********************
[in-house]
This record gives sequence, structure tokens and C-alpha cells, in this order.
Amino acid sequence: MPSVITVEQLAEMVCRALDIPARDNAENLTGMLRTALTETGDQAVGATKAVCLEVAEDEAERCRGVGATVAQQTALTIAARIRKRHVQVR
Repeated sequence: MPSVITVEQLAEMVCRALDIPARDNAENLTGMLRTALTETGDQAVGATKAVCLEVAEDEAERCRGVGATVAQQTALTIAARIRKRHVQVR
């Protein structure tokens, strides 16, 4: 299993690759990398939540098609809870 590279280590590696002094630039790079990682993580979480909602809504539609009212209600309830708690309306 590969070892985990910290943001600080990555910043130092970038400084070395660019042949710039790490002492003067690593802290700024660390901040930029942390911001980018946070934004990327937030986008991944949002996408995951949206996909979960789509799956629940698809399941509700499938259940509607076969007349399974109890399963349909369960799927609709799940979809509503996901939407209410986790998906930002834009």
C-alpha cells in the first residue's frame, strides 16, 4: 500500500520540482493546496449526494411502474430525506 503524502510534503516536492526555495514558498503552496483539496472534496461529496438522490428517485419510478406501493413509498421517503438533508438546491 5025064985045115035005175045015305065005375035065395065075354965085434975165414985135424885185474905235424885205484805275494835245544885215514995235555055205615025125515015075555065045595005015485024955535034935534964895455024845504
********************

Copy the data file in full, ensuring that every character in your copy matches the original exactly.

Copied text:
[in-house]
This record gives sequence, structure tokens and C-alpha cells, in this order.
Amino acid sequence: MPSVITVEQLAEMVCRALDIPARDNAENLTGMLRTALTETGDQAVGATKAVCLEVAEDEAERCRGVGATVAQQTALTIAARIRKRHVQVR
Repeated sequence: MPSVITVEQLAEMVCRALDIPARDNAENLTGMLRTALTETGDQAVGATKAVCLEVAEDEAERCRGVGATVAQQTALTIAARIRKRHVQVR
């Protein structure tokens, strides 16, 4: 299993690759990398939540098609809870 590279280590590696002094630039790079990682993580979480909602809504539609009212209600309830708690309306 590969070892985990910290943001600080990555910043130092970038400084070395660019042949710039790490002492003067690593802290700024660390901040930029942390911001980018946070934004990327937030986008991944949002996408995951949206996909979960789509799956629940698809399941509700499938259940509607076969007349399974109890399963349909369960799927609709799940979809509503996901939407209410986790998906930002834009």
C-alpha cells in the first residue's frame, strides 16, 4: 500500500520540482493546496449526494411502474430525506 503524502510534503516536492526555495514558498503552496483539496472534496461529496438522490428517485419510478406501493413509498421517503438533508438546491 5025064985045115035005175045015305065005375035065395065075354965085434975165414985135424885185474905235424885205484805275494835245544885215514995235555055205615025125515015075555065045595005015485024955535034935534964895455024845504